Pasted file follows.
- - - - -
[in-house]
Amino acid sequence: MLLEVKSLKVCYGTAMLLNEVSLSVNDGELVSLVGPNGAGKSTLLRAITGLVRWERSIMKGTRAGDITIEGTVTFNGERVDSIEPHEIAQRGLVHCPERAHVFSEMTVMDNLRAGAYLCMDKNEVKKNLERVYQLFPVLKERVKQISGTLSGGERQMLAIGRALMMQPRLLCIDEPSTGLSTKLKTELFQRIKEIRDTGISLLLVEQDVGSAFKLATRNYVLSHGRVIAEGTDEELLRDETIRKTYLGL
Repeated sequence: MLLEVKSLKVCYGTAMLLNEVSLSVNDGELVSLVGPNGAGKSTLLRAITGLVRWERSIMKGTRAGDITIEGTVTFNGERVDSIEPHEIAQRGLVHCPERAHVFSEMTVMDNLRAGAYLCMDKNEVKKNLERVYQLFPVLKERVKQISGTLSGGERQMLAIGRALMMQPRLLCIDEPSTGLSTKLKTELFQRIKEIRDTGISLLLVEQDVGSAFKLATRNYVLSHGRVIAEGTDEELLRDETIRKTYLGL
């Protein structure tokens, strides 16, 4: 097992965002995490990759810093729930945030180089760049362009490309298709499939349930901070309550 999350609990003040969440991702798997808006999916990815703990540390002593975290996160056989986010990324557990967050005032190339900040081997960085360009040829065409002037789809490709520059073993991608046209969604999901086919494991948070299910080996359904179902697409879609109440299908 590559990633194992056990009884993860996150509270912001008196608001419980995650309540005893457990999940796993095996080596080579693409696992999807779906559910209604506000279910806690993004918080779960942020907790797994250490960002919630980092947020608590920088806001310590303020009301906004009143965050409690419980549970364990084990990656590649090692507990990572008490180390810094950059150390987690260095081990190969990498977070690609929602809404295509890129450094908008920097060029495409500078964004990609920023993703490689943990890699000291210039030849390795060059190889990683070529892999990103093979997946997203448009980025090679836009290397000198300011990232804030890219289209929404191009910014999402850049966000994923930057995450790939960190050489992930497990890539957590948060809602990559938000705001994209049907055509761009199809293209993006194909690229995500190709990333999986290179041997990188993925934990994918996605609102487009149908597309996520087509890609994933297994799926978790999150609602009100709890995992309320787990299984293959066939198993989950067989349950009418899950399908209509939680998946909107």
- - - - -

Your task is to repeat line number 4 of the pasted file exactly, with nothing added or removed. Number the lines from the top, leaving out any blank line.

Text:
């Protein structure tokens, strides 16, 4: 097992965002995490990759810093729930945030180089760049362009490309298709499939349930901070309550 999350609990003040969440991702798997808006999916990815703990540390002593975290996160056989986010990324557990967050005032190339900040081997960085360009040829065409002037789809490709520059073993991608046209969604999901086919494991948070299910080996359904179902697409879609109440299908 590559990633194992056990009884993860996150509270912001008196608001419980995650309540005893457990999940796993095996080596080579693409696992999807779906559910209604506000279910806690993004918080779960942020907790797994250490960002919630980092947020608590920088806001310590303020009301906004009143965050409690419980549970364990084990990656590649090692507990990572008490180390810094950059150390987690260095081990190969990498977070690609929602809404295509890129450094908008920097060029495409500078964004990609920023993703490689943990890699000291210039030849390795060059190889990683070529892999990103093979997946997203448009980025090679836009290397000198300011990232804030890219289209929404191009910014999402850049966000994923930057995450790939960190050489992930497990890539957590948060809602990559938000705001994209049907055509761009199809293209993006194909690229995500190709990333999986290179041997990188993925934990994918996605609102487009149908597309996520087509890609994933297994799926978790999150609602009100709890995992309320787990299984293959066939198993989950067989349950009418899950399908209509939680998946909107």